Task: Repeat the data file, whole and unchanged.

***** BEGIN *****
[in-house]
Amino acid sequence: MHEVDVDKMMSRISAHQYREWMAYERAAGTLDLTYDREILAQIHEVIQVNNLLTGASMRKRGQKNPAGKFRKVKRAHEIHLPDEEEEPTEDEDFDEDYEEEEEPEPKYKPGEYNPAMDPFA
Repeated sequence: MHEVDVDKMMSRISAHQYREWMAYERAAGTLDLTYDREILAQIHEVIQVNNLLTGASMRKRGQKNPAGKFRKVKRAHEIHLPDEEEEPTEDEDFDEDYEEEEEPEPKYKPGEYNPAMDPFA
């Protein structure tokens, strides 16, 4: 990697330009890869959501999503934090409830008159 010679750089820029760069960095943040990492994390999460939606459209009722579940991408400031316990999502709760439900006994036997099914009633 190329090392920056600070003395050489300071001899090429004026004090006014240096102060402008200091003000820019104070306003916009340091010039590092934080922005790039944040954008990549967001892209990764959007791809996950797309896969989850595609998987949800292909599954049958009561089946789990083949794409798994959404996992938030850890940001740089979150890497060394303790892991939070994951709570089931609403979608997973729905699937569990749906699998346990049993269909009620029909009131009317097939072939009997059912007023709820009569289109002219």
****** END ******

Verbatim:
[in-house]
Amino acid sequence: MHEVDVDKMMSRISAHQYREWMAYERAAGTLDLTYDREILAQIHEVIQVNNLLTGASMRKRGQKNPAGKFRKVKRAHEIHLPDEEEEPTEDEDFDEDYEEEEEPEPKYKPGEYNPAMDPFA
Repeated sequence: MHEVDVDKMMSRISAHQYREWMAYERAAGTLDLTYDREILAQIHEVIQVNNLLTGASMRKRGQKNPAGKFRKVKRAHEIHLPDEEEEPTEDEDFDEDYEEEEEPEPKYKPGEYNPAMDPFA
């Protein structure tokens, strides 16, 4: 990697330009890869959501999503934090409830008159 010679750089820029760069960095943040990492994390999460939606459209009722579940991408400031316990999502709760439900006994036997099914009633 190329090392920056600070003395050489300071001899090429004026004090006014240096102060402008200091003000820019104070306003916009340091010039590092934080922005790039944040954008990549967001892209990764959007791809996950797309896969989850595609998987949800292909599954049958009561089946789990083949794409798994959404996992938030850890940001740089979150890497060394303790892991939070994951709570089931609403979608997973729905699937569990749906699998346990049993269909009620029909009131009317097939072939009997059912007023709820009569289109002219």